The JNU fee hike controversy has helped spark a lively debate on two key issues related to higher education in India: Is there any discernible difference between public-funded universities and private universities? And, does Indian society derive value from our knowledge institutions?
The JNU debate can’t just be restricted to which university charges more fees or how much fees should be charged.
The answer to the second question is easier, and is resoundingly in the negative. Otherwise, public universities would not be as hard put to maintain their financial equilibrium as they are today. And society, at large, would have come forth to support these universities in many ways.
The answer to the first question, however, is more complex.
In many ways, public-funded institutions quite often seem to be clones of each other. They teach the same things in the same dreary ways without much regard for societal appreciation and value.
Madan Mohan Malviya’s ideas overlooked
In my long association with Delhi University, I can recall just one instance of significant social support. This happened during my tenure as the Vice Chancellor when I accidentally came across an alumna’s long-neglected largesse to DU. She had donated to her alma mater a valuable piece of real estate. For several years, Delhi University made no use of that donation. As far as I can recall, the university had not even accorded the sort of acknowledgement to the donor that would be in keeping with the value of the endowment.
To my mind, this drives home the point that India’s academic institutions are largely to blame when society does not get too enthused about their welfare. Their contributions to social and cultural innovation is minimal, so society doesn’t see value in fighting for these universities either.
The vision of the Banaras Hindu University, as mooted by Madan Mohan Malviya, was rooted in the idea of India’s well-being. Hence, this vision was sufficient to motivate the numerous princes and wealthy merchants of India to fund the enterprise. But it is a pity that the ideas of Malviya were not taken to the next level by his own institution and by other higher education institutions. This would have entailed the university systems of India to begin to put knowledge to effective use for the welfare of society and of the nation.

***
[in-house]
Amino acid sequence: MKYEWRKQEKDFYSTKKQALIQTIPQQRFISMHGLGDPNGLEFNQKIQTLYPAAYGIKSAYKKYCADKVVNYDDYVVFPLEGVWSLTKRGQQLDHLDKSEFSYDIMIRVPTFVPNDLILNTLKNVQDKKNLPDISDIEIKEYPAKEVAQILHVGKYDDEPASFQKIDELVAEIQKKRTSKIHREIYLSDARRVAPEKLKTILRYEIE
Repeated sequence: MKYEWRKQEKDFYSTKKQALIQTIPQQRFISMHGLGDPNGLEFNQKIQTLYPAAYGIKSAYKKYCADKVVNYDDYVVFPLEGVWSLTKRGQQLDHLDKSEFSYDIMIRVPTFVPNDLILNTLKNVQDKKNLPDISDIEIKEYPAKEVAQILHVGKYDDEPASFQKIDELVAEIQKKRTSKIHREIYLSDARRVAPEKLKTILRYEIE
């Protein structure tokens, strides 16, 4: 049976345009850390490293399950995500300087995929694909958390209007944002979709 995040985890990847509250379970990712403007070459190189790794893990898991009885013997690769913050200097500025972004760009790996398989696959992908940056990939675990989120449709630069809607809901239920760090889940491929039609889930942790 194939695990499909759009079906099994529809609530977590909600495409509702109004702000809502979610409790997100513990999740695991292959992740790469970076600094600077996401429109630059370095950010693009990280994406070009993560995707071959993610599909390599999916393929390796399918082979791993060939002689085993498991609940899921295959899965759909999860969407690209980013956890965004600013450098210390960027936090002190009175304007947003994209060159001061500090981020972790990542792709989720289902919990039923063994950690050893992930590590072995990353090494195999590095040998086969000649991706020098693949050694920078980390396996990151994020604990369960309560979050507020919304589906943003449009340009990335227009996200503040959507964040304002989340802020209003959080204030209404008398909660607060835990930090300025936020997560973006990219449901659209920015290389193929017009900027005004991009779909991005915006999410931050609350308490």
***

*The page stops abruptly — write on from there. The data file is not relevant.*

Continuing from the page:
No appetite for reforms
Perhaps Indian universities could take a leaf out of some global institutions’ books or even from the great traditions of our own past. Take the case of the mathematics department of Harvard University. Under its undergraduate programme of applied mathematics, students can learn the applications of mathematics to music or history or physics and accordingly tailor their undergraduate degree programme to that very specialisation. It is quite natural then that students from such a degree programme will make interesting contributions to civil society through such learning.
More importantly, such approaches lead to start-ups and other economically-beneficial activities in addition to innovations and inventions.